Farmers can plant all land and retain payment

Farmers can plant all land and retain payment

Changes that ensure farmers are no longer required to retain 10% of their eligible hectares in an agricultural activity for the purposes of retaining eligibility for the basic payment scheme have been welcomed by the Irish Farmers Association.

Farm Forestry chairman Vincent Nally this positive development will allow farmers to plant all their land or to lease the land they have not planted and still retain their BPS payment.

Farmers who planted part of their holding from 2009 onwards were required to retain at least 10% of the eligible hectares declared in 2008 in an agricultural activity.

This was subject to a minimum area of three hectares, in order to continue to be regarded as an active farmer for the purpose of retaining eligibility for the basic payment scheme.

Mr Nally said the changes recognise that forestry is a crop like any other crop or enterprise on the farm, and removes restrictions under the direct payment system so farmers can optimise income from their land.

Meanwhile, the Department of Agriculture, Food and the Marine is reminding farmers that the 2020 nitrates derogation applications can now be submitted online. The closing date is April 8.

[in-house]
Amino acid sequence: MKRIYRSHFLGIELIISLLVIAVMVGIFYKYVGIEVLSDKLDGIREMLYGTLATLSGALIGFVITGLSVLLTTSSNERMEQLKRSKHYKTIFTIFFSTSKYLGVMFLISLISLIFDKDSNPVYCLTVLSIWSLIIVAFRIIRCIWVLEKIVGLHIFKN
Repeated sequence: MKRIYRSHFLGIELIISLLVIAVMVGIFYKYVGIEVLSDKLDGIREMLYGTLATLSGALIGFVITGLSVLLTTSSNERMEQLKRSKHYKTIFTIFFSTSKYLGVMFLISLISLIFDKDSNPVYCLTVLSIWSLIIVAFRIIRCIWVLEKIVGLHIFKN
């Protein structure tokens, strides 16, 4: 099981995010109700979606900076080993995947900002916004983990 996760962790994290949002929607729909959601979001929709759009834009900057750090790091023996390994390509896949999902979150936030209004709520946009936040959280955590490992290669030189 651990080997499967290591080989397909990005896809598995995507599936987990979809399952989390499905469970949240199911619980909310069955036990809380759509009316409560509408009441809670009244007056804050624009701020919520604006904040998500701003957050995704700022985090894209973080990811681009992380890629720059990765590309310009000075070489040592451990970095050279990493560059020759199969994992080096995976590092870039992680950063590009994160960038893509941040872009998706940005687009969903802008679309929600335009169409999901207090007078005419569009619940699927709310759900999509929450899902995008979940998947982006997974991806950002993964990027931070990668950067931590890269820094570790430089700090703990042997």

More on this topic

UCC team finds way to turn slurry into cash cow for farmersUCC team finds way to turn slurry into cash cow for farmers

TB test exemption for calves up to 120 days in clear herdsTB test exemption for calves up to 120 days in clear herds

DAFM clampdown on burningDAFM clampdown on burning

The Irish Examiner View: An opening door?The Irish Examiner View: An opening door?

More in this Section

UCC team finds way to turn slurry into cash cow for farmersUCC team finds way to turn slurry into cash cow for farmers

IFA President: Our proposals in response to the Covid-19 pandemicIFA President: Our proposals in response to the Covid-19 pandemic

It is time to support Ireland's food producersIt is time to support Ireland's food producers

2,500 farmers to get €4m for calf equipment2,500 farmers to get €4m for calf equipment


Lifestyle

Easy and cost-effective ways you can spruce up your home. By Carol O’CallaghanStaying in is the new going out: Easy and cost-effective ways to spruce up your home

Need a funny, hopeful read? Hannah Stephenson rounds up the best.10 uplifting books to cheer you up on dark days

Esther N McCarthy put the call out to Irish crafters and grafters this week. Let's support our local makers, all of these are available onlineWish List: Supporting Irish crafters selling online

Shane Johnson takes a look (and listen) at two recent electronic full-lengths.Album reviews: Wajatta and Takeleave provide beats and pieces

More From The Irish Examiner